Bringing a bit of green, and hope, to Kenya
By Katherine Vonderhaar
When the people of Lwala, Kenya, sold their cows, goats, and chickens to raise $900 for one of their "sons" to fly to the U.S. to attend Dartmouth College, they couldn't have anticipated how he'd repay their faith in him.
In 2007, that "son"—Milton Ochieng', DC '04—and his brother Fred, DC '05, opened Lwala's first clinic, which has since provided health care to 25,000 patients. The Ochieng' brothers (there's an apostrophe at the end of their name in their native language, Dholuo) established the clinic while attending medical school in the U.S.
Walk: The young men built the clinic to honor their parents, who died of AIDS—their mother in 2004 and their father in 2005. They wanted to fulfill their father's dream that isolated Lwala—a six-hour walk fromthe nearest hospital—would someday have its own health-care facility. Milton first realized it might be possible to build a clinic when he helped other Dartmouth students build one in Nicaragua on a trip with Dartmouth's Tucker Foundation in 2001. The experience "gave me the inspiration that made me think, 'Boy, I could actually do this in Kenya,'" says Milton.
After graduating from Dartmouth, the brothers enrolled in Vanderbilt University School of Medicine in Nashville, Tenn. In the summer after his first year, Milton returned to Lwala and began to build a clinic with the help of his village. The fund-raising and construction efforts over the next two years are featured in an award-winning documentary film, Sons of Lwala, which had its New England premiere at Dartmouth in October.
Funds: Many people—including singer Bruce Springsteen, former U.S. Senator Dr. Bill Frist (R-Tenn.), and students of all ages—have helped to raise funds for the clinic. It is now providing primary, maternal, pediatric, and HIV/AIDS care to Lwala's 1,500 residents, as well as to thousands of people in the surrounding area; 85% of patients receive care at no charge.
In a locale where once a pregnant woman died in a wheelbarrow as she was being pushed to the distant hospital, 31 babies have been born in the new clinic. Construction has now begun on a new building for maternity care and HIV/AIDS treatment, thanks to approximately $30,000 raised from a DMS event called Dance for a Dream—organized by Shailvi Gupta, DMS '10—and from gifts given in memory of Deborah Miller, a DHMC nurse-midwife who died in a car accident in 2008.
Dr. Peter Wright, a DMS '65 and a pediatric infectious disease specialist who came to Dartmouth from Vanderbilt in 2007, has been an advisor to the brothers. Others have built clinics in resource-poor places, but Wright says "it's absolutely unique to do in the context of being medical students." Milton acknowledges that balancing medical school with overseeing the construction and operation of the clinic "has been a big, big challenge." But "knowing that I have a whole network of people who are willing to help has been a great source of comfort," he adds. Milton is now a first-year resident at Barnes-Jewish Hospital in St. Louis.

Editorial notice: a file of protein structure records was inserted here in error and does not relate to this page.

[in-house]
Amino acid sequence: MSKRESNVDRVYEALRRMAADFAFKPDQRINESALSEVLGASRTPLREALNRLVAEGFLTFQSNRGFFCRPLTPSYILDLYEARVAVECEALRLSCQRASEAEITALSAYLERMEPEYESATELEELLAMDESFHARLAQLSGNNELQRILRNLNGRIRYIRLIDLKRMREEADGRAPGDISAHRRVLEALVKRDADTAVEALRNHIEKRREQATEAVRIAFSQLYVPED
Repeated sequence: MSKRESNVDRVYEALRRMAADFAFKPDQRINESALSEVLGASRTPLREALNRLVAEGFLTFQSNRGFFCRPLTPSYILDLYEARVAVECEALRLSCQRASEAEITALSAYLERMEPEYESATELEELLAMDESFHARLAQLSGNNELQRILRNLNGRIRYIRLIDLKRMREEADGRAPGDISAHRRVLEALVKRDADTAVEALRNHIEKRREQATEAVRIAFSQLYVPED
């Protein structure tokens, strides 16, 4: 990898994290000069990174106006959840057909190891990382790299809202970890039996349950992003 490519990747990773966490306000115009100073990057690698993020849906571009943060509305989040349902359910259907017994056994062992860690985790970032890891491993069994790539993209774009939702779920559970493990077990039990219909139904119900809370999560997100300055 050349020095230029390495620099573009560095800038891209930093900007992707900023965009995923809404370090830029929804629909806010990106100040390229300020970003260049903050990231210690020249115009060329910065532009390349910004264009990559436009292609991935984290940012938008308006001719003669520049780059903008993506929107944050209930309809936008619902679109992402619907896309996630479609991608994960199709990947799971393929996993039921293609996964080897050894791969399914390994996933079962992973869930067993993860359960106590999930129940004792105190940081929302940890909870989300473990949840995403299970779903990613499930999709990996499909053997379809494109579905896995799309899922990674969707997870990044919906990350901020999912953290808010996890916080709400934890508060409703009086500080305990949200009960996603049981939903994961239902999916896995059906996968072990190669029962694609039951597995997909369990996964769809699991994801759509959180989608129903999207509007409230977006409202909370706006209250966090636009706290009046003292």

"We've met so many special people here at Dartmouth who've been willing to . . . believe [in] us," agrees Fred, now a third-year medical student at Vanderbilt. "It's a powerful thing to have these special people surround you."
When the time came to paint the clinic's roof, choosing green "was just natural" due to all the Dartmouth involvement, says Milton. A Hanover, N.H.-based nonprofit called the Lwala Community Alliance now supports the clinic. Its director is Joel Wickre, DC '03, and its president is Dr. William Young, a retired DHMC ob-gyn who met Milton on the 2001 Nicaragua trip. The Young family has hosted the brothers in their home many times.
Baby: On a trip back to Kenya during their 2007-08 Christmas vacation, Milton, Fred, and their sister Flo, then in nursing school, delivered a breech baby at the Lwala clinic. Fred read instructions from a textbook while an obstetrician—a parent of a Dartmouth student—coached the trio over the phone. "That's the most scared I've ever been in my whole life," says Milton, "knowing that for that lady, she felt that Fred and I and Flo . . . were her only source of hope at that moment." Most amazing, however, is not that the siblings delivered the baby successfully, but that the infant is the granddaughter of the woman who died in the wheelbarrow.
Thanks to the clinic, the sons and daughters of Lwala can now receive health care where they need it—in their own village.
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